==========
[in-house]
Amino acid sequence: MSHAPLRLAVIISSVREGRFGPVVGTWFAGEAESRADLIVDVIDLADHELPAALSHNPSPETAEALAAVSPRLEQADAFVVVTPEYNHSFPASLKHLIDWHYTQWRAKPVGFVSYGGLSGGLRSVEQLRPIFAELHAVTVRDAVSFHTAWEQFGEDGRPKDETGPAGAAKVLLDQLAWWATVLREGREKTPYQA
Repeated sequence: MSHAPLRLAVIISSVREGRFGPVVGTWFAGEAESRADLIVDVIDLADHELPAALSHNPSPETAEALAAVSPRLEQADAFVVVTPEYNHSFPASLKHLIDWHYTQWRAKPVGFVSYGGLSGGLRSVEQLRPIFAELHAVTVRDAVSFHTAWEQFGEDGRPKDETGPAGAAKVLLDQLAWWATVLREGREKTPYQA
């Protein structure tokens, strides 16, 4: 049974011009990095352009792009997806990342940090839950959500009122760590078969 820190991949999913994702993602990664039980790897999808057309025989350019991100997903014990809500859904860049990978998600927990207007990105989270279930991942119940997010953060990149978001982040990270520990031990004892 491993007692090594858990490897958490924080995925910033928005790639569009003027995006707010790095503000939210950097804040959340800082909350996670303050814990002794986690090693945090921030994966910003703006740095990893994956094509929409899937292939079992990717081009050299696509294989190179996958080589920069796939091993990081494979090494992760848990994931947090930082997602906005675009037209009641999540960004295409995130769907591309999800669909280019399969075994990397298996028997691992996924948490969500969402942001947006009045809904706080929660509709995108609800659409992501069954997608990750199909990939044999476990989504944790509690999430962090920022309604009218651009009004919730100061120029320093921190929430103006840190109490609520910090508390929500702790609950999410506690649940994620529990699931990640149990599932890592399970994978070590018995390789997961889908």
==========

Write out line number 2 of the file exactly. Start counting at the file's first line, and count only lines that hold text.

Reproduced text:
Amino acid sequence: MSHAPLRLAVIISSVREGRFGPVVGTWFAGEAESRADLIVDVIDLADHELPAALSHNPSPETAEALAAVSPRLEQADAFVVVTPEYNHSFPASLKHLIDWHYTQWRAKPVGFVSYGGLSGGLRSVEQLRPIFAELHAVTVRDAVSFHTAWEQFGEDGRPKDETGPAGAAKVLLDQLAWWATVLREGREKTPYQA